Richard Foreman Mini-Festival
Performance Works NW, 4625 SE 67th, 777-1907, August 20-21, 8 pm, $15-30

Theater is a thrashing thing, an ancient life form that perpetually struggles to survive/stay relevant in the current entertainment ecosystem. But even decades ago, before it had to compete with films and computers and video games and televised poker tournaments, a group of incredibly perceptive artists were moving theater to the level it should be at right now (but sadly, isn't). These artists thrived in New York in the '60s and '70s and were led largely by Richard Foreman, the founder of the Ontological-Hysteric Theater company, and an experimentalist who favored careening, violent and frequently hilarious juxtapositions of images, sounds and text. Foreman was (and still is) doing the only thing theater has left to offer: a distinctly live experience.

"It was like seeing the inside of somebody's brain onstage," says Foreman Mini-Fest organizer Linda Austin, of the artist's earlier works. Like the randomly firing synapses inside a brain, Foreman doesn't create straight plays, but free-associates ideas and situations that may or may not connect. His writing process, as described in his own words, involves writing dialogue with "no indication of who is speaking" and "no connection between the pages." Amazingly, Foreman has placed all of these writings online ( for other artists to sift through and use in any way they see fit. It costs nothing to use the pieces. All Foreman asks is that "you simply notify me, so I can know if this material is stimulating anyone."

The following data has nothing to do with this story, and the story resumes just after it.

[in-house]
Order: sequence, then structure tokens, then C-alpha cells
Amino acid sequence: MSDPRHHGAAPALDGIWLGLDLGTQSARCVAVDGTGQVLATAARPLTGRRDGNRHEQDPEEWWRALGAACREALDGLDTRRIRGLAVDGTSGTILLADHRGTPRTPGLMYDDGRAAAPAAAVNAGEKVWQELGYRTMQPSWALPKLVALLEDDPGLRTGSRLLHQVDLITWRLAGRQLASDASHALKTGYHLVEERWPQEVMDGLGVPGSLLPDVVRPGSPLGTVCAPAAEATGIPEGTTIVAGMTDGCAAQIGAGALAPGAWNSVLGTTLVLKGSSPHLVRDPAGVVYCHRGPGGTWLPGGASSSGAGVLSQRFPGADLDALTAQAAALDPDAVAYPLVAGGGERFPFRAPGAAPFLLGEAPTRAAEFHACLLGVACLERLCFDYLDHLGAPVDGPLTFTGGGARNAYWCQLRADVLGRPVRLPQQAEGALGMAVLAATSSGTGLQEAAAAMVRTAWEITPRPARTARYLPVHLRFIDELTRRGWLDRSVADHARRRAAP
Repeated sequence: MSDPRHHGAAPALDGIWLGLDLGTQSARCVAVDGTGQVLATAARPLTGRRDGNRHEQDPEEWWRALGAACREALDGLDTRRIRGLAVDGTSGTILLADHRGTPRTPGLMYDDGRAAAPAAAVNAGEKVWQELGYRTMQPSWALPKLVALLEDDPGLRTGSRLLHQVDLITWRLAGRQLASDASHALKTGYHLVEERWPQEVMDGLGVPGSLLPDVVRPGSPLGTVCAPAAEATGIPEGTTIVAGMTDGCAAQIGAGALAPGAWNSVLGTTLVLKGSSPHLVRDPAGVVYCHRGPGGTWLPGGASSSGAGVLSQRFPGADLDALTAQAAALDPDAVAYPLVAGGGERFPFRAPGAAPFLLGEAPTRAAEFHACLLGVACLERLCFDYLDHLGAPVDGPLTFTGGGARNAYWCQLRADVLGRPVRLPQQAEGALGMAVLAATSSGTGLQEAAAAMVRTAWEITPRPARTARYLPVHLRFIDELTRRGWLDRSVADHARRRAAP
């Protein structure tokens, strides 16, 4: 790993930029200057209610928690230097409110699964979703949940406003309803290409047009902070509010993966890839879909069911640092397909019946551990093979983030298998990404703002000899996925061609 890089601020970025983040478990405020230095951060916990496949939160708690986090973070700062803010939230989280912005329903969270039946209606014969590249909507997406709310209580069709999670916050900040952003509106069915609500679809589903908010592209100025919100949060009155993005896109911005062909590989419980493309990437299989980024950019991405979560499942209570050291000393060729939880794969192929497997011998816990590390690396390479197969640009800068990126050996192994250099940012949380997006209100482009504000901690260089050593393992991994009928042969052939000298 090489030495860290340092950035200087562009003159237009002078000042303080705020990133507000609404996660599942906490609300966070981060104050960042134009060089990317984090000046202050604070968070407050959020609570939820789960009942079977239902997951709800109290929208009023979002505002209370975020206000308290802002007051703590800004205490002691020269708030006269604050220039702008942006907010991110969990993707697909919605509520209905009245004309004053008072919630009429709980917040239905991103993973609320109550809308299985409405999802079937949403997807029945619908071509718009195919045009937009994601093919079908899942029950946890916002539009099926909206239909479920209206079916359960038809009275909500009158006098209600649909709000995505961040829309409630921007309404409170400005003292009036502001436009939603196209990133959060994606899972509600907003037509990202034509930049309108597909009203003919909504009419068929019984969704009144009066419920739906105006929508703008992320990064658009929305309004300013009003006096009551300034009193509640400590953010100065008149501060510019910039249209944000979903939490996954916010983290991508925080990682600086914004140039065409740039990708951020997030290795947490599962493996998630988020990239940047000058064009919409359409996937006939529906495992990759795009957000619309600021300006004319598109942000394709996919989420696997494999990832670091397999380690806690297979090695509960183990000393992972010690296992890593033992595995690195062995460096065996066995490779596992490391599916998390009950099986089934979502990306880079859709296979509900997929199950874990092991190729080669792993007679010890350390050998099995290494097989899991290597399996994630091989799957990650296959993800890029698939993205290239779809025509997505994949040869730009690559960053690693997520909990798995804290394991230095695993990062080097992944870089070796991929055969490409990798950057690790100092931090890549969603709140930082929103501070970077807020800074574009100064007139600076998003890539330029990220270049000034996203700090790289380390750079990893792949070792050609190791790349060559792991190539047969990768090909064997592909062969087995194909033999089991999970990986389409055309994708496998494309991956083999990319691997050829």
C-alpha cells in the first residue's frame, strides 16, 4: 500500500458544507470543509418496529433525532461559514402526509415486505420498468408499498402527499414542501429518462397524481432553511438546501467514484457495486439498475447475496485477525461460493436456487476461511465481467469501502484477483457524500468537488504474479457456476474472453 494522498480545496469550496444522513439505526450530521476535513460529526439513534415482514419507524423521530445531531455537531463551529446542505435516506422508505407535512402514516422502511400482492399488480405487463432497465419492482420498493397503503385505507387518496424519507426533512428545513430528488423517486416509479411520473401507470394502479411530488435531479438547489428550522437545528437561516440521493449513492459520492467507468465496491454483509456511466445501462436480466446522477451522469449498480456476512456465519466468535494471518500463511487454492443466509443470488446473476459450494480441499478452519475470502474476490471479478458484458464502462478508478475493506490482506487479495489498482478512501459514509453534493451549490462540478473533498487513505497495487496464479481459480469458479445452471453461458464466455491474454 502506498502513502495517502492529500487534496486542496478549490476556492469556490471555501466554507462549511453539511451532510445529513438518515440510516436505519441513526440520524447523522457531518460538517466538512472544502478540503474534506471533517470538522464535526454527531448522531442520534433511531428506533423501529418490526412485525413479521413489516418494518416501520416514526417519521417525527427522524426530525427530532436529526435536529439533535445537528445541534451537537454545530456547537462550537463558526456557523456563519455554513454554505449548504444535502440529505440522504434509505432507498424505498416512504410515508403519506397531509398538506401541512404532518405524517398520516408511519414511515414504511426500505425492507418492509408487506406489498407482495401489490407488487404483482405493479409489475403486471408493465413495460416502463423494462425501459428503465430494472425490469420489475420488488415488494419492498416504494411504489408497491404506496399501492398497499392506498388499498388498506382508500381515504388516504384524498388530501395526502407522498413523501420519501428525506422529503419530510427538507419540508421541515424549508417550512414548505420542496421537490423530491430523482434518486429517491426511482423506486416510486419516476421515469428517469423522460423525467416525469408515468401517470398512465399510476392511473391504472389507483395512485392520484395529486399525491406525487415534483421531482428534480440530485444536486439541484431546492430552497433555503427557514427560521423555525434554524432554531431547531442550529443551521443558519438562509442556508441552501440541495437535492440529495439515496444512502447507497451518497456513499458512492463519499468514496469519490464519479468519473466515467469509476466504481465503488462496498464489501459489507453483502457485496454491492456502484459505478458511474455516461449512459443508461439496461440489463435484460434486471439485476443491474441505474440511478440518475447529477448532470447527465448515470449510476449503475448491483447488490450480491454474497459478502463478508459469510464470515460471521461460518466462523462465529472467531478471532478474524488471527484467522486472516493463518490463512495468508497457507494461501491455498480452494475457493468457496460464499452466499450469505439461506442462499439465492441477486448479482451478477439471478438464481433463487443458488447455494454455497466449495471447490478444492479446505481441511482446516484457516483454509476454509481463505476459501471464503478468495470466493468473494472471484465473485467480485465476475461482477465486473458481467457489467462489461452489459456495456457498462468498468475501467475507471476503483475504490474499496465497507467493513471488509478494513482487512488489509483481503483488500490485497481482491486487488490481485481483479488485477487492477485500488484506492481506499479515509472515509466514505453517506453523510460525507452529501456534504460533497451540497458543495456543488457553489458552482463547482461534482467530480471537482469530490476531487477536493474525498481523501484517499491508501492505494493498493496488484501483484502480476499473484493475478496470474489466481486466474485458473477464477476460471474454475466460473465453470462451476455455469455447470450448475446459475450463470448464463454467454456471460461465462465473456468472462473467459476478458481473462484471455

For the Foreman Mini-Fest, Austin has invited several stellar theatrical artists from around Portland to choose text off the website and interpret it. Last year the event played to capacity crowds. Highlights included a scene with typewriters chasing each other around on a table, and a filmed performance outside the venue that was broadcast live onto the stage. Participants this year include Liminal Performance Group (whose text/movement deconstructions owe much to Foreman), Hand2Mouth (whose circus theatrics owe little to Foreman, but will be cool all the same), Austin herself, Tiffany Lee Brown, and more.

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